2019 is second warmest year on record, and that’s bad

In 2019, temperature records were broken in France, Germany and other countries; the Greenland ice sheet experienced extreme melting, and at the end of the year, high temperatures caused devastating fires that continue in Australia to this day.

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European scientists confirmed that 2019 was extremely warm. The average annual global temperature was the second highest on record. Only 2016 was hotter, but not by much — less than one-tenth of a degree Fahrenheit.
«The past five years have been the five warmest on record; the last decade has been the warmest on record. These are unquestionably alarming signs,» said Jean-Noël Thépaut, director of the EU-backed intergovernmental agency Copernicus Climate Change Service.
Last year the temperature was more than 0.6°C above the average for the period between 1981 and 2010, according to the agency’s report. Several months in 2019 had record-high average temperatures, with July being the hottest month on record averaging 0.04°C higher than July 2016.
The record holder among the hottest years is still 2016. Temperatures that year were influenced by the Pacific phenomenon El Niño. There was an El Niño last year as well, but it was weaker than in 2016.
Most regions experienced above-average warming in 2019, and it was significantly warmer than usual in some area, including the Arctic, Europe, South Africa and Australia.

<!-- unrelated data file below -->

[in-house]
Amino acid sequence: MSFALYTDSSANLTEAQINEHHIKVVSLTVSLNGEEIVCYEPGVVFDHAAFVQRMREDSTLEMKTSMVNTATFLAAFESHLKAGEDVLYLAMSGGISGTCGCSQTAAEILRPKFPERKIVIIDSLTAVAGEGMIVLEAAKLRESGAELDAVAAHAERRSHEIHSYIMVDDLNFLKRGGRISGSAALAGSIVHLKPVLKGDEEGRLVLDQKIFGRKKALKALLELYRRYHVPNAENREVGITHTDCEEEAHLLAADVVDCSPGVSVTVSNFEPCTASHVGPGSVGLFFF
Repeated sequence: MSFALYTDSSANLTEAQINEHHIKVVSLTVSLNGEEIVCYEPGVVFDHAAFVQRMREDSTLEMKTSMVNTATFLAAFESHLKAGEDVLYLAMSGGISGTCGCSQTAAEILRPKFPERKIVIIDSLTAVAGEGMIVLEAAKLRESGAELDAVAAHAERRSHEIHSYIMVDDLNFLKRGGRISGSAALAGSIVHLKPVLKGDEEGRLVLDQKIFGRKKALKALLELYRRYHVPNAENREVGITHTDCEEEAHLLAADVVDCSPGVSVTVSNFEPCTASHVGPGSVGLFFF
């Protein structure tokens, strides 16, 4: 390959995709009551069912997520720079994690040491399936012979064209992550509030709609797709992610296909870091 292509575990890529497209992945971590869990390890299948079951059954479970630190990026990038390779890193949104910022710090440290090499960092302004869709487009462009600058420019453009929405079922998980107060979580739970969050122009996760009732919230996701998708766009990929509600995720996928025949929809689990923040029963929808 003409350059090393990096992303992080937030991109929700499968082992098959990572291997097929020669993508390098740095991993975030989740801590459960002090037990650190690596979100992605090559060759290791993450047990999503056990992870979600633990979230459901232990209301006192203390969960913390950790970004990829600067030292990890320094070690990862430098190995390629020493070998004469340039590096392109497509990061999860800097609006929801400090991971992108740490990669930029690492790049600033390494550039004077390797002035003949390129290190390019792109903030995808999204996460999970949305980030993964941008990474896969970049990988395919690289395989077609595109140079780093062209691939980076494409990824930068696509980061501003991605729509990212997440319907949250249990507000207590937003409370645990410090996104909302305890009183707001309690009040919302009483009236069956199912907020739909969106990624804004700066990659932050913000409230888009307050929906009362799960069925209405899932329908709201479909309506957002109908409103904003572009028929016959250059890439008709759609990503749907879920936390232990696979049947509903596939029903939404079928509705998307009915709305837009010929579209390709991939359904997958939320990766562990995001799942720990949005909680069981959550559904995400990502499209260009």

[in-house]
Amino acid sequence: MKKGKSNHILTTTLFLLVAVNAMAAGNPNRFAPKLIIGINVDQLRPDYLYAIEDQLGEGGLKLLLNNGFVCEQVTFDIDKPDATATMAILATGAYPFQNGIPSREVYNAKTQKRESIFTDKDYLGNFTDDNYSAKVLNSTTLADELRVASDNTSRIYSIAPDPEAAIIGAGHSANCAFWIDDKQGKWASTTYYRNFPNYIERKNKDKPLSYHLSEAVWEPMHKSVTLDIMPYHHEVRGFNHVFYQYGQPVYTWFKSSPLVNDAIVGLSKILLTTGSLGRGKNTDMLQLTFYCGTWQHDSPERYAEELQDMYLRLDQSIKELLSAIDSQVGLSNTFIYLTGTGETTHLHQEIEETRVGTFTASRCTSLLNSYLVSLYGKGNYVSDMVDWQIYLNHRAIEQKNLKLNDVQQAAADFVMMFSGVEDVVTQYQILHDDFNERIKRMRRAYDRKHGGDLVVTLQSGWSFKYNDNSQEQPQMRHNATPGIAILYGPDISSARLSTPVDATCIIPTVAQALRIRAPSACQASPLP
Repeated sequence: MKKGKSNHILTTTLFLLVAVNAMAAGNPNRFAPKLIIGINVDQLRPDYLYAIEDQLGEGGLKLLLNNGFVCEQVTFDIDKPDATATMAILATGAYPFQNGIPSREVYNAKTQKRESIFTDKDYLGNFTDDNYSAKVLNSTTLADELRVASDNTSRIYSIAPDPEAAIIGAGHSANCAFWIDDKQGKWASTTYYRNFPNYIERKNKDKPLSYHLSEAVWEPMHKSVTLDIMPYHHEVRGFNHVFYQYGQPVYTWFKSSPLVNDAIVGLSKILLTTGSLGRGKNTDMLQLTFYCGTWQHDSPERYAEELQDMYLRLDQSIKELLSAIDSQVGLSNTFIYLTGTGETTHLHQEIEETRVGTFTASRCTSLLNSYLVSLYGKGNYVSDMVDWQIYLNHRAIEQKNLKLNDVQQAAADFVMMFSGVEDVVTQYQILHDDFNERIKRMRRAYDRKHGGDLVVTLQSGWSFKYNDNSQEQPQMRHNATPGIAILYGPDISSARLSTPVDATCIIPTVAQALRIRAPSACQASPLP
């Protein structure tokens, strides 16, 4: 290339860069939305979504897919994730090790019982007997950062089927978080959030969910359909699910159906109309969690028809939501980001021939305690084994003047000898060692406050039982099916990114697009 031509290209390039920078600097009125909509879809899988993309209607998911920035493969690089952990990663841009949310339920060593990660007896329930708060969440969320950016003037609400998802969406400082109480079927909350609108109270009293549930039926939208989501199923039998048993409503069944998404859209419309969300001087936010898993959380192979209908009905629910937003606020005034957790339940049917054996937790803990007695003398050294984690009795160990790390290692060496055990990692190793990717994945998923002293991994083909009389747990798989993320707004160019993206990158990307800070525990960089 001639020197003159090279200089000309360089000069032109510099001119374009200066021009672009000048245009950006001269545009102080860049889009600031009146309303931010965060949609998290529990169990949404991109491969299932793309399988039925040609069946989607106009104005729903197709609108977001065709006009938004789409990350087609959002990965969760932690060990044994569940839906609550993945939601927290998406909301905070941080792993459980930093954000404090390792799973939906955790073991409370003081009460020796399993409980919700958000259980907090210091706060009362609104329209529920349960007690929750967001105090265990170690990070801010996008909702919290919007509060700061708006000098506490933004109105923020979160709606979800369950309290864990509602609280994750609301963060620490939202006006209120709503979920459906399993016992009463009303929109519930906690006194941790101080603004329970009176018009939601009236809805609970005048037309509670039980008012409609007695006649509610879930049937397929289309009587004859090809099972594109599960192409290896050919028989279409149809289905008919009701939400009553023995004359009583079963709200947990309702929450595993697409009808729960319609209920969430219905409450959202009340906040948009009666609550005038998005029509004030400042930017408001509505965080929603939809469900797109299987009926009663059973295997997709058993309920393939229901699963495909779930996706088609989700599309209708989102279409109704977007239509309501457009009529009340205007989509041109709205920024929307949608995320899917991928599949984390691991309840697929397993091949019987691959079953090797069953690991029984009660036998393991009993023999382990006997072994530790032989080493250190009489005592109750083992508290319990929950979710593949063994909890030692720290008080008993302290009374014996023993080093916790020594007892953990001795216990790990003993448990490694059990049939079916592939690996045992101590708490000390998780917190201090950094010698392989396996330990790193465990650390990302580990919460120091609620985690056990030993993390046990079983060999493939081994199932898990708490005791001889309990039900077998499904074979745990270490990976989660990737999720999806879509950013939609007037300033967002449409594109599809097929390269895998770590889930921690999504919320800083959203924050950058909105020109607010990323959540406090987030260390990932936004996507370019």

In general, last year was the warmest on record for Europe, since all seasons were warmer than average, including incredibly hot summer with heatwaves in June and July. Single-day temperature records were set in Paris and other cities, and nuclear reactors were shut down in France and Germany because the cooling water became too warm.
Central and southeastern Canada were among the few regions that had below-average temperatures. The Arctic, which is warming faster than other parts of the world, experienced abnormal conditions last year. Vast areas of water, including the Chukchi, Barents and Kara Seas, remained ice free much longer than usual. And at the end of July, the European heat moved north to Greenland, which led to more intense melting of the ice sheet. The Greenland ice sheet lost a total of about 300 billion tons of ice, which is 60 billion tons more than the average for the past few years.
The Copernicus Climate Change Service’s analysis relies heavily on computer simulations, and its results reflect the ongoing upward trend in temperatures and climate change. Analyses by other agencies, including NASA and NOAA, will be published later this month, but the results are likely to be similar.

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